Throughout his career, Frank Stella has been an innovator in both painting and printmaking. As a young artist, he became known for his reductive Minimalist paintings, executed in series that emphasized a single theme to which each painting presented a different solution or response. In 1967 he accepted master printer Kenneth Tyler's invitation to make prints at the Gemini G.E.L. workshop. There he continued the serial spare geometry of his paintings, often basing his prints on those paintings, while confronting a new set of challenges in terms of scale, ink, and paper choice. Stella's prints also afforded him the opportunity to rework certain concepts, as in the 1973 Double Gray Scramble, part of a brief but fruitful foray into screenprint, which combined earlier images of concentric squares in either gray tones or color values. In this work he alternates between color and gray, "scrambling" the squares of the earlier projects.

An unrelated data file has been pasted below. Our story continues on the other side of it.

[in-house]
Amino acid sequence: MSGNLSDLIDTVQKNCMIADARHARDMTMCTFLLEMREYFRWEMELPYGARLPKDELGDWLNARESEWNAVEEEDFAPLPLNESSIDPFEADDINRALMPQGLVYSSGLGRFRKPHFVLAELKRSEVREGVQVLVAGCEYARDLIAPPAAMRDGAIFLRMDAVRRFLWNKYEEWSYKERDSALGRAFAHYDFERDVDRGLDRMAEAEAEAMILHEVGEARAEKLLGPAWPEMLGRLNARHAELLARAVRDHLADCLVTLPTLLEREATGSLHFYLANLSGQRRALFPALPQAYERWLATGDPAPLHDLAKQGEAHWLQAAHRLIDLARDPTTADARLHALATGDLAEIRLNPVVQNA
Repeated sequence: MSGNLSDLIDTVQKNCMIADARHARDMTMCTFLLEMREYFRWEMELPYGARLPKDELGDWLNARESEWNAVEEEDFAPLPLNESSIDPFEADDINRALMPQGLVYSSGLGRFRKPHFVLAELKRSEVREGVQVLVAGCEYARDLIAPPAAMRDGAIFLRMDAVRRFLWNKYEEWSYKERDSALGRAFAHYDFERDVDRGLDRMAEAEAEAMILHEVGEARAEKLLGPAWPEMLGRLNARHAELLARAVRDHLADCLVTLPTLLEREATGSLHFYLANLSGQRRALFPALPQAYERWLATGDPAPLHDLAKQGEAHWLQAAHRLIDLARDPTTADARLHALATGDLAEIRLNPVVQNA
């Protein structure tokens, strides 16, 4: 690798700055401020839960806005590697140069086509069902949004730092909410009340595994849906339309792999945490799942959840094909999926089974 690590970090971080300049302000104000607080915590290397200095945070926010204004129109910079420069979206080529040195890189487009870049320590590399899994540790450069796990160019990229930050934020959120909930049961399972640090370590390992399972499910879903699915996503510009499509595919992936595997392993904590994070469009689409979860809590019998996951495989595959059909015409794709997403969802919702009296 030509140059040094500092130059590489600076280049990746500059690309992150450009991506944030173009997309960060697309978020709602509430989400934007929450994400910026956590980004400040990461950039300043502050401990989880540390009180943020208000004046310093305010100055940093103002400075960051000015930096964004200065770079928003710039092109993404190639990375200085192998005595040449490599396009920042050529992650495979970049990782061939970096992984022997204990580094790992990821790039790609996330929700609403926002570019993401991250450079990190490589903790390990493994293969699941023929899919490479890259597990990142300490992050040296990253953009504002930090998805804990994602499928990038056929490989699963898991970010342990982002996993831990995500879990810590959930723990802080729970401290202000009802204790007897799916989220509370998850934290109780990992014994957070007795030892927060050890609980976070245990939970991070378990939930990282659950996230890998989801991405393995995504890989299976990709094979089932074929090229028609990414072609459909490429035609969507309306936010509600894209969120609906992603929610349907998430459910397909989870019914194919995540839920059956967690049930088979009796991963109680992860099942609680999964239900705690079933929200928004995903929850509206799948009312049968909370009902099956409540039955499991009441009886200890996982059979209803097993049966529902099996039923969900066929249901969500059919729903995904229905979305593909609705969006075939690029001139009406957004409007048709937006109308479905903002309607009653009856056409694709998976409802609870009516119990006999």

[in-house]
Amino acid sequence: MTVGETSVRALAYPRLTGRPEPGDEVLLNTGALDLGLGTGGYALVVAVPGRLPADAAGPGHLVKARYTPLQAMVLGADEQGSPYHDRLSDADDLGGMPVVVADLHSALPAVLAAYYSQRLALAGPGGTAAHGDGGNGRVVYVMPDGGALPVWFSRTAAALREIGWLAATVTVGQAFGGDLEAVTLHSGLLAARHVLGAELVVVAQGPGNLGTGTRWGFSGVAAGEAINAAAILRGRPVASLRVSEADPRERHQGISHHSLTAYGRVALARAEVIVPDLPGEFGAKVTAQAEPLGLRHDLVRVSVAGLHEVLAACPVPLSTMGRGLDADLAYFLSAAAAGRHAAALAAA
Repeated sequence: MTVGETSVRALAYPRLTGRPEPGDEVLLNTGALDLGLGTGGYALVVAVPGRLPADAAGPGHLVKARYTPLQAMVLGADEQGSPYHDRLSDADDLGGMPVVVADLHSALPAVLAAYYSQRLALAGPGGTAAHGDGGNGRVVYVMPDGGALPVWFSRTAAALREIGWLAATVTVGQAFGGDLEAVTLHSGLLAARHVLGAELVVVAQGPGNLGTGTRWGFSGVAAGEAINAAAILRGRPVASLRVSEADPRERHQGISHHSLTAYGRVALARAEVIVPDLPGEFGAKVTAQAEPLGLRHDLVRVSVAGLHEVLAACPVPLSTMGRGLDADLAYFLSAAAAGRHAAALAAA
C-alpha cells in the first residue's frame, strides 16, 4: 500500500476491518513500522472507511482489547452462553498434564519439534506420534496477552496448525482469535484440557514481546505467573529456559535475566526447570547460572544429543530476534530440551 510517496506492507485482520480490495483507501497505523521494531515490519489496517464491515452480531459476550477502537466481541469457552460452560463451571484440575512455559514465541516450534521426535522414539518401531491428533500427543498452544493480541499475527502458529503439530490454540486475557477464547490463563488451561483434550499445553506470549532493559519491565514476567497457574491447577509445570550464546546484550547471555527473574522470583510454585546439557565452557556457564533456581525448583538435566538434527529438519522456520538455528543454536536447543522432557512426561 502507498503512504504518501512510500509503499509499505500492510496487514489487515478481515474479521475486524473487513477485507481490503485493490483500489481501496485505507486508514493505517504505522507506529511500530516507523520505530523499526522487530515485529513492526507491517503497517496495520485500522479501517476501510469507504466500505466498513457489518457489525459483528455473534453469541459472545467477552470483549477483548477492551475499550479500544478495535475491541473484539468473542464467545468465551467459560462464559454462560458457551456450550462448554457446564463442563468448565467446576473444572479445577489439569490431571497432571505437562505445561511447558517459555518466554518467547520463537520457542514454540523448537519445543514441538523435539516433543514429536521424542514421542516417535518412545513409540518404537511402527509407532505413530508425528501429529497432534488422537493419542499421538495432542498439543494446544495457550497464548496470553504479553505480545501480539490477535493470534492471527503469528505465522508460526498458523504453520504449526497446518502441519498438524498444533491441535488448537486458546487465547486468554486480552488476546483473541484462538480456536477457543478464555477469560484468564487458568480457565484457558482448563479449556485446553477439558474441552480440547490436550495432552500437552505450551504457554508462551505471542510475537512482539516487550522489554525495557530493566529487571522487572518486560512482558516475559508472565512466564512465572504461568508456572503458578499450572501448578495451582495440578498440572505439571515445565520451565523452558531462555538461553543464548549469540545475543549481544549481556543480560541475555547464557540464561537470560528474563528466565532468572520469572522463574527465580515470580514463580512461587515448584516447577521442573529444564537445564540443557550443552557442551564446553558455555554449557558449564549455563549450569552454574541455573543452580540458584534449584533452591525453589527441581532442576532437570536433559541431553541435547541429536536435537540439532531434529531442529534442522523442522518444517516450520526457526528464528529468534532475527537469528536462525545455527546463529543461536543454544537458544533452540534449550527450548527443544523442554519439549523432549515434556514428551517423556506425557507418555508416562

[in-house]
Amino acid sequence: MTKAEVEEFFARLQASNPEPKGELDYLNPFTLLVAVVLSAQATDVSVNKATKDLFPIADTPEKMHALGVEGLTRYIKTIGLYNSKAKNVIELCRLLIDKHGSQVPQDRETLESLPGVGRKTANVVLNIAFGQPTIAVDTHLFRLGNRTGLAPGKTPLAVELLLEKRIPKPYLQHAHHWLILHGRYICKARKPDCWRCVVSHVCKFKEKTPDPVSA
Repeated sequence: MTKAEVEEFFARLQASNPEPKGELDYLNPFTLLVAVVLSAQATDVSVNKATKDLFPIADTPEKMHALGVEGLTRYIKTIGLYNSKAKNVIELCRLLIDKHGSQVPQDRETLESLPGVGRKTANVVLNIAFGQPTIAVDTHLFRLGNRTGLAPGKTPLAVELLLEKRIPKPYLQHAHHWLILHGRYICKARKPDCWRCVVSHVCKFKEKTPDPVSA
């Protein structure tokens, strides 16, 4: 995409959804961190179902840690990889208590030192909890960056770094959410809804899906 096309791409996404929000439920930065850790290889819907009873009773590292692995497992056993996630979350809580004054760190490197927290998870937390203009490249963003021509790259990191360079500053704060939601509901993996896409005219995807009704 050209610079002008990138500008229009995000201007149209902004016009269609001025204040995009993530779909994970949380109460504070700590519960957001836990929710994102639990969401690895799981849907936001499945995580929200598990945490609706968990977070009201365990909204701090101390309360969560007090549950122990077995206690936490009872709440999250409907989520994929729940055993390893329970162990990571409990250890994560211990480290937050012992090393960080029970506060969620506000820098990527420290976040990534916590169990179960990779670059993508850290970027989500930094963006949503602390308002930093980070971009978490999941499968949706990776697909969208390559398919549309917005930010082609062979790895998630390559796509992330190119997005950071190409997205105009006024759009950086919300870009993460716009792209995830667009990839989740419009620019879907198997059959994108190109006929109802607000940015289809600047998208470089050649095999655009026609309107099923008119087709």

Of Stella's more than two hundred fifty print projects to date, approximately one hundred fifty of them have been collaborations with Tyler at Gemini and later at Tyler Graphics, resulting in what has been called "one of the great partnerships in modern American art." Tyler's technical virtuosity and penchant for experimentation have made him the ideal partner for Stella, whose style has now evolved into a riot of color, baroque gesture, and three-dimensionality. Through complex, ambitious printing processes, specially formulated inks, and hand-dyed papers, Tyler and Stella have successfully translated the energy of his painted metal reliefs into several series of prints. Circuits, one such series, is based on the artist's long-standing interest in car racing, and each print, including Pergusa Three, is named for an international racetrack.
Publication excerpt from an essay by Sarah Suzuki, in Deborah Wye, Artists and Prints: Masterworks from The Museum of Modern Art, New York: The Museum of Modern Art, 2004, p. 200.